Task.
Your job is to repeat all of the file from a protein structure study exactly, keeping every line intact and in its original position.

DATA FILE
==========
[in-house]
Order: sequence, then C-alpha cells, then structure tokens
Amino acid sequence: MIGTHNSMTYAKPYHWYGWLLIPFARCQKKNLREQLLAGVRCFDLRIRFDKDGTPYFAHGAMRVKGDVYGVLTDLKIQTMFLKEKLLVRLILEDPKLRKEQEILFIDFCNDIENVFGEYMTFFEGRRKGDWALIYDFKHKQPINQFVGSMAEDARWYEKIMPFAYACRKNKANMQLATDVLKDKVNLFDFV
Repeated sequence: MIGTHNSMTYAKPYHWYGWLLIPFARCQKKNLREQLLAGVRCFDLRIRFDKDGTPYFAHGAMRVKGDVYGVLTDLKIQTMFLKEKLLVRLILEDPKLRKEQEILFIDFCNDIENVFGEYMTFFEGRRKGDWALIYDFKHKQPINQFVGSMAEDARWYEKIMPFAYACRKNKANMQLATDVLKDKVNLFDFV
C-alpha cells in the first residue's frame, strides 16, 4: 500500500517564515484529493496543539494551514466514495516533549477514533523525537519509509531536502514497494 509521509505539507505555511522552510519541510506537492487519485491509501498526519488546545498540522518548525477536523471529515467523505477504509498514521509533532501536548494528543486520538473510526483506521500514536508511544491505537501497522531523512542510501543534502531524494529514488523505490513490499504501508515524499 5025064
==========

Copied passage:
[in-house]
Order: sequence, then C-alpha cells, then structure tokens
Amino acid sequence: MIGTHNSMTYAKPYHWYGWLLIPFARCQKKNLREQLLAGVRCFDLRIRFDKDGTPYFAHGAMRVKGDVYGVLTDLKIQTMFLKEKLLVRLILEDPKLRKEQEILFIDFCNDIENVFGEYMTFFEGRRKGDWALIYDFKHKQPINQFVGSMAEDARWYEKIMPFAYACRKNKANMQLATDVLKDKVNLFDFV
Repeated sequence: MIGTHNSMTYAKPYHWYGWLLIPFARCQKKNLREQLLAGVRCFDLRIRFDKDGTPYFAHGAMRVKGDVYGVLTDLKIQTMFLKEKLLVRLILEDPKLRKEQEILFIDFCNDIENVFGEYMTFFEGRRKGDWALIYDFKHKQPINQFVGSMAEDARWYEKIMPFAYACRKNKANMQLATDVLKDKVNLFDFV
C-alpha cells in the first residue's frame, strides 16, 4: 500500500517564515484529493496543539494551514466514495516533549477514533523525537519509509531536502514497494 509521509505539507505555511522552510519541510506537492487519485491509501498526519488546545498540522518548525477536523471529515467523505477504509498514521509533532501536548494528543486520538473510526483506521500514536508511544491505537501497522531523512542510501543534502531524494529514488523505490513490499504501508515524499 5025064